Readers and writer locks are used for exactly what their name implies: multiple readers can be using a resource, with no writers, or one writer can be using a resource with no other writers or readers.
Another common situation that occurs in multithreaded programs is the need for a thread to wait until something happens. This something could be anything! It could be the fact that data is now available from a device, or that a conveyor belt has now moved to the proper position, or that data has been committed to disk, or whatever. Another twist to throw in here is that several threads may need to wait for the given event.
Condition variables (or condvars) are remarkably similar to the sleepon locks we just saw above. In fact, sleepon locks are built on top of condvars, which is why we had a state of CONDVAR in the explanation table for the sleepon example. It bears repeating that the pthread_cond_wait() function releases the mutex, waits, and then reacquires the mutex, just like the pthread_sleepon_wait() function did.
Neutrino lets you do something else that's elegant. POSIX says that a mutex must operate between threads in the same process, and lets a conforming implementation extend that. Neutrino extends this by allowing a mutex to operate between threads in different processes. To understand why this works, recall that there really are two parts to what's viewed as the operating system—the kernel, which deals with scheduling, and the process manager, which worries about memory protection and processes (among other things). A mutex is really just a synchronization object used between threads. Since the kernel worries only about threads, it really doesn't care that the threads are operating in different processes—this is an issue for the process manager.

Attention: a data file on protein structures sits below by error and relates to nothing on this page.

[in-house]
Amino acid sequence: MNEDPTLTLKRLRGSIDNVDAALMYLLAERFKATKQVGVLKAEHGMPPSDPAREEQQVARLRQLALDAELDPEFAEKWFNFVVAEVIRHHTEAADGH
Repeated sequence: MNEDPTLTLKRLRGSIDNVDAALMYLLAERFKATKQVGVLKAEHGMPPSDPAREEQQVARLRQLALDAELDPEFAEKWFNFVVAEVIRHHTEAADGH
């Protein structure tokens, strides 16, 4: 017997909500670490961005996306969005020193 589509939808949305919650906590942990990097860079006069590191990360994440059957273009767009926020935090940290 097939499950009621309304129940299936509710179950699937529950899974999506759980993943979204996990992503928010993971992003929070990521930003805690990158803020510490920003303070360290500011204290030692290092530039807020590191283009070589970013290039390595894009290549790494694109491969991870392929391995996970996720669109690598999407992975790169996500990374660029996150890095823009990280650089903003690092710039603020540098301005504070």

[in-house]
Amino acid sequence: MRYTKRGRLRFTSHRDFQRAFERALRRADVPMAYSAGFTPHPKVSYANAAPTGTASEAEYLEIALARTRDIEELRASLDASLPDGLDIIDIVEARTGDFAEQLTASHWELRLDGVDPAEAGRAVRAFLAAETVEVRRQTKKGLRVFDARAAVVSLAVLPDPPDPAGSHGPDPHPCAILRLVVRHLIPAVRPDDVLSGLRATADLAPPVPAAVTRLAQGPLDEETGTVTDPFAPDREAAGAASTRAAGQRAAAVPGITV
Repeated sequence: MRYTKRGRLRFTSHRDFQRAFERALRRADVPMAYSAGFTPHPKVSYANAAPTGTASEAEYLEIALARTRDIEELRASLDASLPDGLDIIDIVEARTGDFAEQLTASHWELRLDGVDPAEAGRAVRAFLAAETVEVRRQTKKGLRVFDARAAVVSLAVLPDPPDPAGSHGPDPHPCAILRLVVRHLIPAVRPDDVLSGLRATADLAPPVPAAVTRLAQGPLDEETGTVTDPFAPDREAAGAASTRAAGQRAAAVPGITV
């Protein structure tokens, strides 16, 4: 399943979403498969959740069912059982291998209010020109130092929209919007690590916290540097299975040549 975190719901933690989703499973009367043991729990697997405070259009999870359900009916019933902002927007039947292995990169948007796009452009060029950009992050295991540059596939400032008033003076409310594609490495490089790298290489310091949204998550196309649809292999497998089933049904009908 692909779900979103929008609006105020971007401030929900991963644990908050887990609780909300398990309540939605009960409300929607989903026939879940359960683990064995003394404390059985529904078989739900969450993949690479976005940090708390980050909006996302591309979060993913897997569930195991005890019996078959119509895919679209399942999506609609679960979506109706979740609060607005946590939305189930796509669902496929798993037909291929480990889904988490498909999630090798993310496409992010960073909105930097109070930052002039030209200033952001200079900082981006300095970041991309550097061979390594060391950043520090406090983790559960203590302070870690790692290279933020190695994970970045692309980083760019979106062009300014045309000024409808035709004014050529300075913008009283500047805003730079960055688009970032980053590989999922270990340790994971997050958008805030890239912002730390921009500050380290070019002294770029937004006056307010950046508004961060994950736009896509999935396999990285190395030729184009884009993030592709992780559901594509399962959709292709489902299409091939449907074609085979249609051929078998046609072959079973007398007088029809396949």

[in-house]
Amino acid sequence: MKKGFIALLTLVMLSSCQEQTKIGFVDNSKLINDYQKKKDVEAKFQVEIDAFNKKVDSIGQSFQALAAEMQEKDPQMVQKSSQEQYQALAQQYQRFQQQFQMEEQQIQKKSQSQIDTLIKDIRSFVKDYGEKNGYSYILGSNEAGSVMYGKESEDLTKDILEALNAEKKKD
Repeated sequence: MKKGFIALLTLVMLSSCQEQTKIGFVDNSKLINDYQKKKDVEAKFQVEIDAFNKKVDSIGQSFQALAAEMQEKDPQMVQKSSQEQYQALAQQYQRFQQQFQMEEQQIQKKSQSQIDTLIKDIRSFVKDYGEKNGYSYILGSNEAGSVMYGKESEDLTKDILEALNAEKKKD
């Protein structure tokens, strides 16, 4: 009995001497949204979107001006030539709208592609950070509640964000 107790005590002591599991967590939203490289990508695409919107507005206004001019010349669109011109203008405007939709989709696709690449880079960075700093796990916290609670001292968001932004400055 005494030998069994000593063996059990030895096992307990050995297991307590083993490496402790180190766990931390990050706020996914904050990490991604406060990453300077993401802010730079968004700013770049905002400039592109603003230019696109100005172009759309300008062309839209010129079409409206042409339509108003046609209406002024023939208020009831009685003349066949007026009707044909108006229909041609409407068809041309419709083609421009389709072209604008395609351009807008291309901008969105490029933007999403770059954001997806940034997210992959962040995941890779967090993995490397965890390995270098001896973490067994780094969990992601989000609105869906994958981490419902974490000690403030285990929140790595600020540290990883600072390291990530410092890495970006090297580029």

Another thing that Neutrino has added is the concept of thread pools. You'll often notice in your programs that you want to be able to run a certain number of threads, but you also want to be able to control the behavior of those threads within certain limits. For example, in a server you may decide that initially just one thread should be blocked, waiting for a message from a client. When that thread gets a message and is off servicing a request, you may decide that it would be a good idea to create another thread, so that it could be blocked waiting in case another request arrived. This second thread would then be available to handle that request. And so on. After a while, when the requests had been serviced, you would now have a large number of threads sitting around, waiting for further requests. In order to conserve resources, you may decide to kill off some of those extra threads.